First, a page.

The Narrative That Today’s Teachers Oppose Education Reform Needs to Stop
There is a troubling narrative that is circulating concerning teachers and education reform. This narrative asserts that a vast majority of teachers across the U.S. are opposed to education reform. This could not be further from the truth. We welcome well thought out reforms that help us to educate our students better.
When it comes to initiatives like Common Core and Next Generation Science Standards, most teachers don’t oppose them, they just want to see them implemented in a way that supports the teaching and learning process at an optimal level.
Listen, I spent almost a decade as a public-school teacher, and I can personally attest that teachers discuss education reform a lot, and even formulate ideas for how genuine reform can be enacted. However, we were disgusted by changes that were just forced down our throats, by politicians, corporate interests, and education administrators who are out of touch with reality.
For example, we would return from a summer break and learn that reforms had been enacted by the school board and school superintendent without any input from the district’s teachers. 95% of the time, these initiatives failed, even though we tried our best to show fidelity towards the new way of doing things.
When the NCLB (No Child Left Behind) was enacted, we didn’t rebel because we hated the idea of being held accountable, we rebelled because we knew that the law was dangerous and that it would force us to teach to the test to keep our jobs. We hated the fact that the bill went against common sense and set goals that were unattainable.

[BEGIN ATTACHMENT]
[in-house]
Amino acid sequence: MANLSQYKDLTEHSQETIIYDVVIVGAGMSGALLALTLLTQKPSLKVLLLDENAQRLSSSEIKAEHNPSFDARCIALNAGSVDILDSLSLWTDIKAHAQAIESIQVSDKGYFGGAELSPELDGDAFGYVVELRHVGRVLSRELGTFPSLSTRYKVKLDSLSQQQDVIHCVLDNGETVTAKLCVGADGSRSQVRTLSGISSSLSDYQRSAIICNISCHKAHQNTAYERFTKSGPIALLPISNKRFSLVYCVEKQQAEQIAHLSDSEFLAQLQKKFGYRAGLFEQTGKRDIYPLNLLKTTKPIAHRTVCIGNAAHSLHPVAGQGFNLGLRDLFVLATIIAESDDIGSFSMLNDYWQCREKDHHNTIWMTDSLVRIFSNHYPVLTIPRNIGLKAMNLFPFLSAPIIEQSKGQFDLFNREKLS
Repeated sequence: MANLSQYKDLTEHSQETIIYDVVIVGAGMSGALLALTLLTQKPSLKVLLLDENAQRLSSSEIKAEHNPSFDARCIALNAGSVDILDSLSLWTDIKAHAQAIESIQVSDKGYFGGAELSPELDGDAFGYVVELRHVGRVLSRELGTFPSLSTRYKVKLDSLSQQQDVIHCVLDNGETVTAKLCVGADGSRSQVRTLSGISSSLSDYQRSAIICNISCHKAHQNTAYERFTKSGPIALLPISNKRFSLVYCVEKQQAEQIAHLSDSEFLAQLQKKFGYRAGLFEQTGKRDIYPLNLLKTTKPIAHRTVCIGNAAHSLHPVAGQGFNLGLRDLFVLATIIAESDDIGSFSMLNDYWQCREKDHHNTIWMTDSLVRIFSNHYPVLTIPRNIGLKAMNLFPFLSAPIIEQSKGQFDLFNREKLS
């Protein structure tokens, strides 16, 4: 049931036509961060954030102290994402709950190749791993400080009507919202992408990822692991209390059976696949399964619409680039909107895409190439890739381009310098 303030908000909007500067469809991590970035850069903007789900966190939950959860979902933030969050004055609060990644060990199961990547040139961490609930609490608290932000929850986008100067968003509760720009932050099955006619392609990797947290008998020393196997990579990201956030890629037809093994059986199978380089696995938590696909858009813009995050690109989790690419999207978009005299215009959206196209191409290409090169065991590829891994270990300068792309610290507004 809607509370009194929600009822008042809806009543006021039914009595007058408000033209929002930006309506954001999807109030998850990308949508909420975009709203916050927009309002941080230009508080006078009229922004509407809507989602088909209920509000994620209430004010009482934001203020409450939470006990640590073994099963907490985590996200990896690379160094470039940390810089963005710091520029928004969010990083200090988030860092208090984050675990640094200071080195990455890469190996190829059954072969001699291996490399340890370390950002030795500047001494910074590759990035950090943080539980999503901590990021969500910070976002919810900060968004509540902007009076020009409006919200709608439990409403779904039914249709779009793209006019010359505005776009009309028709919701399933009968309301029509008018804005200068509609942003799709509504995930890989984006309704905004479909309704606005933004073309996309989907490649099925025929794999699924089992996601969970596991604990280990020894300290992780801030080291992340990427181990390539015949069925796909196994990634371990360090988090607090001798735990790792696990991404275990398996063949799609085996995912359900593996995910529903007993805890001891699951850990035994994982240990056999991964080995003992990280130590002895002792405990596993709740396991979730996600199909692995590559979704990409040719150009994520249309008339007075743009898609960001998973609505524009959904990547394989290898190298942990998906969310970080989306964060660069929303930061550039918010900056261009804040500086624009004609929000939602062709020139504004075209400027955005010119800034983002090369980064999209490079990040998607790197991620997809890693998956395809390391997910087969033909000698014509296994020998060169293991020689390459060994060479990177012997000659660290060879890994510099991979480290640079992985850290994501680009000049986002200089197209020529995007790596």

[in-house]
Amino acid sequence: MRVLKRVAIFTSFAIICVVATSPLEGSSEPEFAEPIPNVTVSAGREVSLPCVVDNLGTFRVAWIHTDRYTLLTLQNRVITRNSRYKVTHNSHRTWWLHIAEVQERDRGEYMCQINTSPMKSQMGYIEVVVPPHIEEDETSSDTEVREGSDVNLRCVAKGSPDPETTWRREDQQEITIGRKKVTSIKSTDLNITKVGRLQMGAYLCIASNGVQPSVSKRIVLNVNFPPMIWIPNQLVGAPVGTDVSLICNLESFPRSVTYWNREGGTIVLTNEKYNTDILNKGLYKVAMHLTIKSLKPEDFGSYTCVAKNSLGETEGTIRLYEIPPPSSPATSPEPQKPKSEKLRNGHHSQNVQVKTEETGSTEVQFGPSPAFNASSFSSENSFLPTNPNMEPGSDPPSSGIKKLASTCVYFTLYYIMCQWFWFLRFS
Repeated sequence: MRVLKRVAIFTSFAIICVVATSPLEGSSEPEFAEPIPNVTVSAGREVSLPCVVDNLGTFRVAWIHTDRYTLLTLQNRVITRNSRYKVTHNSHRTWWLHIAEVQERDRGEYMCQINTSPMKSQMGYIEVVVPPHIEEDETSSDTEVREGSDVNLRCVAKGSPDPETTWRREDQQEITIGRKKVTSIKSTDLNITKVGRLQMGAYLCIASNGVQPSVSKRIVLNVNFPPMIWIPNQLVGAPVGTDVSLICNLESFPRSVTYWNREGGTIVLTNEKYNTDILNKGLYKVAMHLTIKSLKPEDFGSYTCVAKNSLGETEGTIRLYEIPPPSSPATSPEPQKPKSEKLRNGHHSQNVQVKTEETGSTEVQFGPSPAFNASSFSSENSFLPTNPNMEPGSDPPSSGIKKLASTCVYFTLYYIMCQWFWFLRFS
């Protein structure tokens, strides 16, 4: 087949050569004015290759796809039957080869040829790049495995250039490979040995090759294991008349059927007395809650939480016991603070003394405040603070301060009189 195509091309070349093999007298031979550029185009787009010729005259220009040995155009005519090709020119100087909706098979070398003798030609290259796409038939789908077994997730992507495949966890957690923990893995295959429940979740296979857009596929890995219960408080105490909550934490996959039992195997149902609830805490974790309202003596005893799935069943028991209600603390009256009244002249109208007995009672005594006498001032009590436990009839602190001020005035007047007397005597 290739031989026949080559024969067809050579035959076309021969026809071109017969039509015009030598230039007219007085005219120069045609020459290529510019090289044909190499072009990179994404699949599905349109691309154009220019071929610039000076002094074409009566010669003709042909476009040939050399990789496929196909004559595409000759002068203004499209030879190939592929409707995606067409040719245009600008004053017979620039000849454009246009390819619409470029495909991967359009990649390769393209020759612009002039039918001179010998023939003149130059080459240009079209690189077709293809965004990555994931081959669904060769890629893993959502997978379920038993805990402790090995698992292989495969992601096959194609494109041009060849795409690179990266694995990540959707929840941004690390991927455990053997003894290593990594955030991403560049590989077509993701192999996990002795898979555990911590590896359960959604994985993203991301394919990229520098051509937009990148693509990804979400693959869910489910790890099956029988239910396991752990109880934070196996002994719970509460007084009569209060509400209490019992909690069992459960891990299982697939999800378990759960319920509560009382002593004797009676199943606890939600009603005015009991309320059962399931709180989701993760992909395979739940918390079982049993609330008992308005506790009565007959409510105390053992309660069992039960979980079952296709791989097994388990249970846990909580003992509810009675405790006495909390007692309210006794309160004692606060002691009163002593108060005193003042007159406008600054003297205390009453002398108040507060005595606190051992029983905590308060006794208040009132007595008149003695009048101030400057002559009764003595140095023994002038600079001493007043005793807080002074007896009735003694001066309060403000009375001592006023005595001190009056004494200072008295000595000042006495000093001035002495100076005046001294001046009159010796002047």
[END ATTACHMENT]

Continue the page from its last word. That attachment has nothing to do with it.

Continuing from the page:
When Common Core was introduced, many teachers didn’t oppose it simply because it was attached to the Obama Administration. We fought it because as it was initially constructed, it had some glaring flaws that had the potential to harm kids. We saw better than anyone that its issues were beneath the surface, and were indicative of America’s obsession with testing.
Common Core does not take into account that no two students are the same, and will not learn at the same pace or in the same way as other students. When you add in things like individual, environmental, and socioeconomic differences, there is no way that any one curriculum system or set of assessments can work for an entire nation of K-12 learners.
So the next time you hear someone say that teachers are opposed to education reform, make sure you set the record straight.